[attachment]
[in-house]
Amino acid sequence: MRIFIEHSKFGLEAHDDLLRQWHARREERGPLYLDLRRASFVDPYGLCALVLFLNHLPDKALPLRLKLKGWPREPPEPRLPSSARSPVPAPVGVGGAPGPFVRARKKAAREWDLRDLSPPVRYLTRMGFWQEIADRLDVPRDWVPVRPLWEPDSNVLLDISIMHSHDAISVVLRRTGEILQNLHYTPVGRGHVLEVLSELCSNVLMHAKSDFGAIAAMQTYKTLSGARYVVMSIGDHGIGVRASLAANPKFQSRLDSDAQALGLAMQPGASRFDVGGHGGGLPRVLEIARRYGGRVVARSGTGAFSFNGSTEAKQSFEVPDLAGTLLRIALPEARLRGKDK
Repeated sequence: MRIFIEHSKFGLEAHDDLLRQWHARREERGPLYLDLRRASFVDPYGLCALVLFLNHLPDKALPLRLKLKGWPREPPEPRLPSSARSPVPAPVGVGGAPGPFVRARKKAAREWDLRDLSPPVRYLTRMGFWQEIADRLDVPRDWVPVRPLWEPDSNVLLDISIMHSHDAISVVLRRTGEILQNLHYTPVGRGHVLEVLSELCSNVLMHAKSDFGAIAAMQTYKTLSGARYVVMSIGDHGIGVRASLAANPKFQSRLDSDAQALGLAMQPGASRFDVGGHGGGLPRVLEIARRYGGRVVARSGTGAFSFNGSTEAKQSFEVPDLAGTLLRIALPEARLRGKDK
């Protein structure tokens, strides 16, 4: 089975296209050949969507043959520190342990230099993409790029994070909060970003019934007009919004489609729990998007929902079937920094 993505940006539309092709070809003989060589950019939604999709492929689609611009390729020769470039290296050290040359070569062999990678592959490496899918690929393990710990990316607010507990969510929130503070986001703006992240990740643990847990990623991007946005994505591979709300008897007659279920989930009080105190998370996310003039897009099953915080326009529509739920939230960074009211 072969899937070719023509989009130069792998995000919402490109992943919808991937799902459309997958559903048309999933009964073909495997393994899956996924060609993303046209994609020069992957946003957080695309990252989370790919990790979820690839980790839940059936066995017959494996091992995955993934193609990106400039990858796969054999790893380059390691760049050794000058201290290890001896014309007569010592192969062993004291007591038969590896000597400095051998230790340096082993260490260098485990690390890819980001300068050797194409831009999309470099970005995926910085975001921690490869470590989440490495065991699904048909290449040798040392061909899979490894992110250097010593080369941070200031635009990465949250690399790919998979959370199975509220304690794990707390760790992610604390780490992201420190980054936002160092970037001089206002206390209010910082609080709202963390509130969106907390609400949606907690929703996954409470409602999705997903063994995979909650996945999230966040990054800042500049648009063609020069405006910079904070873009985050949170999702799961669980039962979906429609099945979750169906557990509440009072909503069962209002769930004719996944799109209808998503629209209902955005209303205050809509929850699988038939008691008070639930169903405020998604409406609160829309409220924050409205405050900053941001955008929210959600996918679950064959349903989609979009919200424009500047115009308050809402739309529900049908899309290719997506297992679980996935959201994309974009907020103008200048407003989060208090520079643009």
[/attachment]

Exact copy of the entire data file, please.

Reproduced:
[in-house]
Amino acid sequence: MRIFIEHSKFGLEAHDDLLRQWHARREERGPLYLDLRRASFVDPYGLCALVLFLNHLPDKALPLRLKLKGWPREPPEPRLPSSARSPVPAPVGVGGAPGPFVRARKKAAREWDLRDLSPPVRYLTRMGFWQEIADRLDVPRDWVPVRPLWEPDSNVLLDISIMHSHDAISVVLRRTGEILQNLHYTPVGRGHVLEVLSELCSNVLMHAKSDFGAIAAMQTYKTLSGARYVVMSIGDHGIGVRASLAANPKFQSRLDSDAQALGLAMQPGASRFDVGGHGGGLPRVLEIARRYGGRVVARSGTGAFSFNGSTEAKQSFEVPDLAGTLLRIALPEARLRGKDK
Repeated sequence: MRIFIEHSKFGLEAHDDLLRQWHARREERGPLYLDLRRASFVDPYGLCALVLFLNHLPDKALPLRLKLKGWPREPPEPRLPSSARSPVPAPVGVGGAPGPFVRARKKAAREWDLRDLSPPVRYLTRMGFWQEIADRLDVPRDWVPVRPLWEPDSNVLLDISIMHSHDAISVVLRRTGEILQNLHYTPVGRGHVLEVLSELCSNVLMHAKSDFGAIAAMQTYKTLSGARYVVMSIGDHGIGVRASLAANPKFQSRLDSDAQALGLAMQPGASRFDVGGHGGGLPRVLEIARRYGGRVVARSGTGAFSFNGSTEAKQSFEVPDLAGTLLRIALPEARLRGKDK
């Protein structure tokens, strides 16, 4: 089975296209050949969507043959520190342990230099993409790029994070909060970003019934007009919004489609729990998007929902079937920094 993505940006539309092709070809003989060589950019939604999709492929689609611009390729020769470039290296050290040359070569062999990678592959490496899918690929393990710990990316607010507990969510929130503070986001703006992240990740643990847990990623991007946005994505591979709300008897007659279920989930009080105190998370996310003039897009099953915080326009529509739920939230960074009211 072969899937070719023509989009130069792998995000919402490109992943919808991937799902459309997958559903048309999933009964073909495997393994899956996924060609993303046209994609020069992957946003957080695309990252989370790919990790979820690839980790839940059936066995017959494996091992995955993934193609990106400039990858796969054999790893380059390691760049050794000058201290290890001896014309007569010592192969062993004291007591038969590896000597400095051998230790340096082993260490260098485990690390890819980001300068050797194409831009999309470099970005995926910085975001921690490869470590989440490495065991699904048909290449040798040392061909899979490894992110250097010593080369941070200031635009990465949250690399790919998979959370199975509220304690794990707390760790992610604390780490992201420190980054936002160092970037001089206002206390209010910082609080709202963390509130969106907390609400949606907690929703996954409470409602999705997903063994995979909650996945999230966040990054800042500049648009063609020069405006910079904070873009985050949170999702799961669980039962979906429609099945979750169906557990509440009072909503069962209002769930004719996944799109209808998503629209209902955005209303205050809509929850699988038939008691008070639930169903405020998604409406609160829309409220924050409205405050900053941001955008929210959600996918679950064959349903989609979009919200424009500047115009308050809402739309529900049908899309290719997506297992679980996935959201994309974009907020103008200048407003989060208090520079643009």